Attitudes about possible gay teammates seem to be shifting
Although there hasn't been an athlete in this country's major pro sports that has come out of the closest, NFLers like Robert Griffin III, Trent Richardson and Ahman Green say they wouldn't have a problem with a gay teammate.
|Green said he has a gay brother and a lesbian sister and calls himself ‘open-minded.’ (US Presswire)|
And while we have some athletes who still say they don’t want gay men as teammates or who make homophobic jokes on Twitter, a number of football players last week told Outsports say they would support a gay teammate.
Some were rookies, and some were retired players. And while those supportive players might still remain in the minority, it’s worth noting that opinions are beginning to shift.
As Outsports writes, it met with a dozen players recently at an NFLPA rookie event, and “we were met with a gay-positive attitude from every player we talked to; And some warmly welcomed us with open arms. … Many shared personal experiences involving gay friends, family members, and even a gay former teammate. These aren’t third-stringers we talked to. These men are NFL stats leaders, national champions and high draft picks. They are the past, present and future leaders of the NFL.”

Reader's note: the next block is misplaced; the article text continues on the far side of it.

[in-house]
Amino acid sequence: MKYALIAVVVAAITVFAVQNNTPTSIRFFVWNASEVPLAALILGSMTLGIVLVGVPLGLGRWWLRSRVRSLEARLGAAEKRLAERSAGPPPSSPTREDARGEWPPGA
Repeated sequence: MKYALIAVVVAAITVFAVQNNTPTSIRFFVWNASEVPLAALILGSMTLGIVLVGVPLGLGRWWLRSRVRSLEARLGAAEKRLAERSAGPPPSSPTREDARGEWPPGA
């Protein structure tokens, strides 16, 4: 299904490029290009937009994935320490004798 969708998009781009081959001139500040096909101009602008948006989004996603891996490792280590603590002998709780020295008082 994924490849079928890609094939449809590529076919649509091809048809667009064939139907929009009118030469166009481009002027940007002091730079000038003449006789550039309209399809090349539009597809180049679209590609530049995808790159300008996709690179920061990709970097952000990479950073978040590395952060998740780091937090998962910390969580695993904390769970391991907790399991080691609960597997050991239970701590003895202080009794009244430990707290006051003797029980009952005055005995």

Included among them are Redskins rookie quarterback Robert Griffin III, Browns rookie running back Trent Richardson and Colts rookie tight end Coby Fleener. Also, former NFLers Jevon Kearse, Ahman Green and Eddie George voiced their support.
“In the game of football, it’s like a war out there,” Kearse said. “Once you get out on the field, all that stuff is to the side. You’re on my side. I played in the NFL for 11 years, I’m sure there were at least one or two guys along the line that were gay.”
Probably more than one or two guys, but you get his point.
In the course of talking to the gay-friendly website, Green -- still hoping to make an NFL comeback -- revealed that his brother is gay and his sister is a lesbian.
“The gay community is just like everybody else, but they’re treated differently,” Green said. “It’s a double standard. If a guy was, he wouldn’t come out while he was playing. He knows the possibility of the scrutiny he might face from the locker room, which would be unfair. I am very open-minded. It is what it is. People are born that way. You can’t control it. Just like you’re white, I’m black. But a lot of people don’t think my way. I wish they did, because then there wouldn’t be guys who wanted to stay hidden.”
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